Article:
The Mind Is Not A Machine

On January 14, 1978, Austrian-born logician Kurt Godel died of starvation when his wife Adele had been hospitalized for six months and could no longer prepare his food. As it happens, Godel had an obsessive fear of being poisoned and would not trust anyone to make his food aside from his wife, and so when she was hospitalized, he wasted away, dying at the weight of about 65 pounds. His widow survived another three years and then died herself. When he died at Princeton Hospital, the cause of death was rather unkindly given as being of “malnutrition and inanition caused by personality disturbance [1].” How was it that a logician, someone who was skilled and immensely able in logical proofs and understanding the limits of rationality when it came to artificial intelligence and the coherence of mathematical systems, could be so ignorant of the limits of rationality when it came to his own mind, dying because of obsessive paranoia that someone wished to kill him, when in the end his death was a result of his own irrational fears.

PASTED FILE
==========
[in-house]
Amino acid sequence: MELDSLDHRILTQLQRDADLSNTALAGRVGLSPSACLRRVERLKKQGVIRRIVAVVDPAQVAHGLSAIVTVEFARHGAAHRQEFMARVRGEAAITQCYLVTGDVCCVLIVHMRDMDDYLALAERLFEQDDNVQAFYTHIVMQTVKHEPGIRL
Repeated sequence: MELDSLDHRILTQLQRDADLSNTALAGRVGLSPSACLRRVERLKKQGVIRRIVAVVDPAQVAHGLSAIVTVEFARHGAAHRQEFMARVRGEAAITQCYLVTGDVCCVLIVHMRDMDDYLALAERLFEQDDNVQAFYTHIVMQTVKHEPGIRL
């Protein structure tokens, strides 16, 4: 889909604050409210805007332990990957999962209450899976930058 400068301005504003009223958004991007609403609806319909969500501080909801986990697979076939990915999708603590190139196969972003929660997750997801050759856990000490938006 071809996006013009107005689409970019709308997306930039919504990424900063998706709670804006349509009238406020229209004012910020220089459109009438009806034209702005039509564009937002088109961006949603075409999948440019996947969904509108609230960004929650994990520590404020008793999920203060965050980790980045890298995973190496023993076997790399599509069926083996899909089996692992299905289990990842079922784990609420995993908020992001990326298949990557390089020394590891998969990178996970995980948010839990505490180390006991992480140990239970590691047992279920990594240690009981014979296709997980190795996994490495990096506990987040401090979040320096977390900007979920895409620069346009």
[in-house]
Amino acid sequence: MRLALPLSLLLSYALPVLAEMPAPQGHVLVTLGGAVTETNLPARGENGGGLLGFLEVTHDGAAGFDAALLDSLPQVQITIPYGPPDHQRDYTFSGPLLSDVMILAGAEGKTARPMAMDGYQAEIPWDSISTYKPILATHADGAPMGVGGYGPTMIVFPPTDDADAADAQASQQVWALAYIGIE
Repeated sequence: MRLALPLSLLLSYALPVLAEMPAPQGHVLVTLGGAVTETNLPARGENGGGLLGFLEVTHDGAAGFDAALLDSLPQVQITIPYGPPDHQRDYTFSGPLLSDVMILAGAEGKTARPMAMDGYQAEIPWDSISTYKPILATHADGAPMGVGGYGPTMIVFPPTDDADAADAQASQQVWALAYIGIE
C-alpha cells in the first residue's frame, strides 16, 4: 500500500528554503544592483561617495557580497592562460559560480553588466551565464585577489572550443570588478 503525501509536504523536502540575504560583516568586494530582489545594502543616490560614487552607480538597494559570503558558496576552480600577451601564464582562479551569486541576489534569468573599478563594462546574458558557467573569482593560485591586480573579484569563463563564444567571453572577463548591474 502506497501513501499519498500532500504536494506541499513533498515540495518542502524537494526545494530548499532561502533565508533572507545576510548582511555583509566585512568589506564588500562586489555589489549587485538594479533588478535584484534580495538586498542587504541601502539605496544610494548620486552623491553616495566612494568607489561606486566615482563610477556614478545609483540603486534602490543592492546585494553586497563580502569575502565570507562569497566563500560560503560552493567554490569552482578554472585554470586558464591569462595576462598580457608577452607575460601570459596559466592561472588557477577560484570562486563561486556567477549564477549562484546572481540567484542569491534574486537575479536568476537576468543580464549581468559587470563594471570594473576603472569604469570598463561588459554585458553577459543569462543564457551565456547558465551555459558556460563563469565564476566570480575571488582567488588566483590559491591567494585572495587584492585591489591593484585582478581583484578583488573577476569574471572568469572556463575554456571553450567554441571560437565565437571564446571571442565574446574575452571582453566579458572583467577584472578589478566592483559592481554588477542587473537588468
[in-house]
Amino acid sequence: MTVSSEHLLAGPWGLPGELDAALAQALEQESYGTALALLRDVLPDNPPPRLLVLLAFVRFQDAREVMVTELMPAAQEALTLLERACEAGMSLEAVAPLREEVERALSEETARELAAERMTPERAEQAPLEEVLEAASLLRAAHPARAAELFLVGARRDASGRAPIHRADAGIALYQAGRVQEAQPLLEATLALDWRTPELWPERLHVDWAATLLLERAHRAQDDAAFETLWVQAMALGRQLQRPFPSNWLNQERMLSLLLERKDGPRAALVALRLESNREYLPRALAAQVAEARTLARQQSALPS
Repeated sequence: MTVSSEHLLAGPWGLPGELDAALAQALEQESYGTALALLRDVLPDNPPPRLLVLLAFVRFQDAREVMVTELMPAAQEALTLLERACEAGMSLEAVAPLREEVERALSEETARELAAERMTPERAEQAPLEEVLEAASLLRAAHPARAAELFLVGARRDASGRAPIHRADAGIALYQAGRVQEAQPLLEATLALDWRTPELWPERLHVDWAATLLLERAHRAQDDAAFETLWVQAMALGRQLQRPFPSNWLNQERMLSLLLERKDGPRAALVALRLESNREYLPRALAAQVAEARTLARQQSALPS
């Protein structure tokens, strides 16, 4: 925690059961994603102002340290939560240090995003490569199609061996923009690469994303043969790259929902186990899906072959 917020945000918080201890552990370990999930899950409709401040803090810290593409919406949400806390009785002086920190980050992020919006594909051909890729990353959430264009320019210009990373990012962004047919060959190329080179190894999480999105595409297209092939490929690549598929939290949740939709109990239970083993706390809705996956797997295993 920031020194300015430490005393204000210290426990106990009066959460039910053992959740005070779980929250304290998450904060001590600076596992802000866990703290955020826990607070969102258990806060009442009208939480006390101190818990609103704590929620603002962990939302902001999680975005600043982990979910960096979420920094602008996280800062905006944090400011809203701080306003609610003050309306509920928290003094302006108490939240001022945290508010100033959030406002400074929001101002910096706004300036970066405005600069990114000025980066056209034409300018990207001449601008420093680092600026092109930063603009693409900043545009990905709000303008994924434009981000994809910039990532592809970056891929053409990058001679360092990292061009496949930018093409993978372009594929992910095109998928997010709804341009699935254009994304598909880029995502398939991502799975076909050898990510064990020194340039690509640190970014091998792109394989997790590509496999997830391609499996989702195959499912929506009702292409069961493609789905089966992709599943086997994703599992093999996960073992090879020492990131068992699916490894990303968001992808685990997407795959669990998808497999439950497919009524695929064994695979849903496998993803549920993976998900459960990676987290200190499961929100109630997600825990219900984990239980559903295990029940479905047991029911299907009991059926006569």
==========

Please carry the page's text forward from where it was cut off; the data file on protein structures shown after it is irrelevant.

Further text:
As it happens, Godel’s work in mathematics was particularly notable in two areas of great importance to the very problem that ended his life. For one, in his mid-20’s he published his two incompleteness theorems as a post-doc researcher in mathematics at the University of Vienna. The first of these theorems stated that for any recursive, self-consistent systems of axioms, like that of Euclidian Geometry, there will be true propositions that cannot be proven by the axioms, but must be presupposed to be true. The implications of this view are rather intriguing, including the fact that what is true is always going to extend out some distance from what we can prove. As human beings, we all live our lives in that space between that which can be proven and certain and that which we know to be true and hold on faith, or presuppose as part of the foundation of our thinking and behavior. At times, our presuppositions can be good ones, and noble ones. At times, as was the case for the mathematician himself, our assumptions and presuppositions can kill us because it is impossible for the world to prove its innocence, and generally extremely difficult for people to prove that they mean no harm, because we can always infer evil if we desire to do so, simply because the ability to prove a negative is not always present. No one may have desired to poison Kurt Godel, but because he only trusted his wife, and because those who would have desired to see him live could not prove their innocence in the face of his insistent suspicions and pervasive mistrust, his death serves as a confirmation of his own theorem, that there are truths that cannot be proven, and that sometimes such obscure matters of mathematical theory are matters of life and death importance.